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Oh, wow. I'm fascinated by the way they're playing with the theme of the Doctor as a not-quite-but-sort-of god, but at the same time never completely easy with it and once again there was just a little too much of the messianic streak for my taste, but, damn. That broke my heart more than the TW finale, I think. [*] How can they go from the cracktastic Adipose plot of last week to that and make it work? And if that was episode 2, what will there be left to do in the finale? It's what I've said about TW before - both series' strength doesn't lie in the CGI aliens, who in a way are almost an afterthought, something to keep the plot going; it's all about the purely human moments, and the understated way in which this was done here, people going about their lives, bickering and having ambitions and and buying blue boxes as modern art to impress important visitors and loving each other despite the bickering; trying to keep busts and vases from falling and breaking, ignorant of the doom hanging over their heads, that's what gives the episode its epic, tragic quality. The honest admittance that life is never fair and often horrible and that some decisions are awful, but still have to be made, because the alternative is worse. (And other than in Sleeper James Moran really made it work here with more seriousness and less ill-placed snark.)

I've liked both Rose and Martha, but I'm fast falling in love with Donna and her relationship with the Doctor, because it's already a much more adult and mutual thing than either with Rose or Martha. From the Doctor's perspective of course it probably doesn't make much of a difference, but generally speaking I think it was a really good choice to bring in an a bit more mature companion, with more of a fixed personality and life experience. And it's interesting to compare Donna's ultimate support of the Doctor's decision because she understands its necessary with TW's Small Worlds, where everyone is pissed off and not talking to Jack because he let the girl go when there was nothing else he could do...

[*] Although admittedly that might be the former archaeology student speaking, because for me there just isn't really any historical distance that might make it easier, just because the people are wearing togas, and from the beginning of the episode when I looked at the people, I saw this.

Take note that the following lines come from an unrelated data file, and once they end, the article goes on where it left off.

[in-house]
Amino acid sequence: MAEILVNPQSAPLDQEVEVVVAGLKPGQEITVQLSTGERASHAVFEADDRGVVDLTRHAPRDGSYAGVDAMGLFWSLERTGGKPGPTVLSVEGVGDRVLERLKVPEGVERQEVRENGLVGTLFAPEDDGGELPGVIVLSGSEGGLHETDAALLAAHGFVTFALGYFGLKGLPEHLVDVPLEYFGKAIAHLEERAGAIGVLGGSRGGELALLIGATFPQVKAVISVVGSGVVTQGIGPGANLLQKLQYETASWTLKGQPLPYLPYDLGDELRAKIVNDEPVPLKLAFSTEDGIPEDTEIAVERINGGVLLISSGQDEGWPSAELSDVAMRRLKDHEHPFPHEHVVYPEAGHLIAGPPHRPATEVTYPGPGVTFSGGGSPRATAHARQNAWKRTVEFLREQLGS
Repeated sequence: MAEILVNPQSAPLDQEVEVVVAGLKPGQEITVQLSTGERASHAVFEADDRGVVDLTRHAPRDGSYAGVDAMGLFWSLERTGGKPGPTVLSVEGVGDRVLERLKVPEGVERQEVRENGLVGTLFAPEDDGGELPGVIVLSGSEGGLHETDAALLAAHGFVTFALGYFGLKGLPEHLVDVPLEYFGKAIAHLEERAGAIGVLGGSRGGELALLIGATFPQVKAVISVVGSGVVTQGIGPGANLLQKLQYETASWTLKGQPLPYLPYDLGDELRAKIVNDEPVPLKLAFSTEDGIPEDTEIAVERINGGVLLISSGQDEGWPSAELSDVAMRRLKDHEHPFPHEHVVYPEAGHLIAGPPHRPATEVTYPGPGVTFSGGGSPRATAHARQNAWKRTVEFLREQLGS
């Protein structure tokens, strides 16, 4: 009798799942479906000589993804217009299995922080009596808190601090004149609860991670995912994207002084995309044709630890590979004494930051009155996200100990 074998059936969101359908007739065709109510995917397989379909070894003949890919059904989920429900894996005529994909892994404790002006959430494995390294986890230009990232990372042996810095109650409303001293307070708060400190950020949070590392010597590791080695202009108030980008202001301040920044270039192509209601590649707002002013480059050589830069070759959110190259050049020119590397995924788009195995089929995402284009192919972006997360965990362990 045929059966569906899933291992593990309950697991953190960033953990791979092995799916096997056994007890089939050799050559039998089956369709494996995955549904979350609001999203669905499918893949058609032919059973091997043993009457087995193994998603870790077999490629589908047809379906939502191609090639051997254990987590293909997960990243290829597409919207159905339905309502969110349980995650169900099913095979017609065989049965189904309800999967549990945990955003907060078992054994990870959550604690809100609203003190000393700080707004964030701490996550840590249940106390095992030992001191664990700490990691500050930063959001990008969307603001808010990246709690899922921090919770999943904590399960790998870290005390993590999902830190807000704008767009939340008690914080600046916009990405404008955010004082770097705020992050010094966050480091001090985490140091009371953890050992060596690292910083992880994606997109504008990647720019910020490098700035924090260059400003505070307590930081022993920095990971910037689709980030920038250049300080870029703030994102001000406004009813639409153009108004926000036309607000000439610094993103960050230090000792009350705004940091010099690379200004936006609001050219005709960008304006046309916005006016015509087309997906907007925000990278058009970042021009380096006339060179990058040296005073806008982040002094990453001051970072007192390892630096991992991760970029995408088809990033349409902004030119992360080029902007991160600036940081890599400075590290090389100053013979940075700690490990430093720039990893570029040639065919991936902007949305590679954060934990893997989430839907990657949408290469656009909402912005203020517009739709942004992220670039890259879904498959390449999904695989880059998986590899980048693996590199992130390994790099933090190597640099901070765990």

And here I'd been stupidly thinking I'd get DW on tv since I have BBC on cable, but apparently BBC on Austrian cable isn't BBC proper and only re-airing S2, and times like this I wonder how long it'll take for the internet to really change the way tv works. When DW S1 finally started on German tv this year it really was only for the people who either don't speak English well enough or hadn't already downloaded it and/or bought the DVDs years ago, and their number, I think it's safe to say, is steadily decreasing.

And speaking of downloading, I've watched bits & pieces of JB's concerts on YouTube and got mp3s of someone's slightly scratchy recording of the Cardiff concert, and this really takes me back 14 (dear god, 14!?! ::facepalm::) years when my sister and I (well, I more than my sister, by the end) saw Kuss der Spinnenfrau a gazillion times and made our own bootleg recording with a walkman & tape, and you always had to figure out when to change sides so that it wouldn't be right in the middle of some song, and then there was the laborious business of finding someone to exchange tapes with -- via adds in a German musicals magazine, before they didn't allow those any more, and then you wrote to people (pen and paper, positively archaic), and so eventually I got the first act of Les Miserables with The Crush singing Valejean in addition to my own recording where he's singing Enjolras... The times they are a-changing, and I'm feeling very old sometimes. And apparently nostalgic & rambly on Sunday mornings...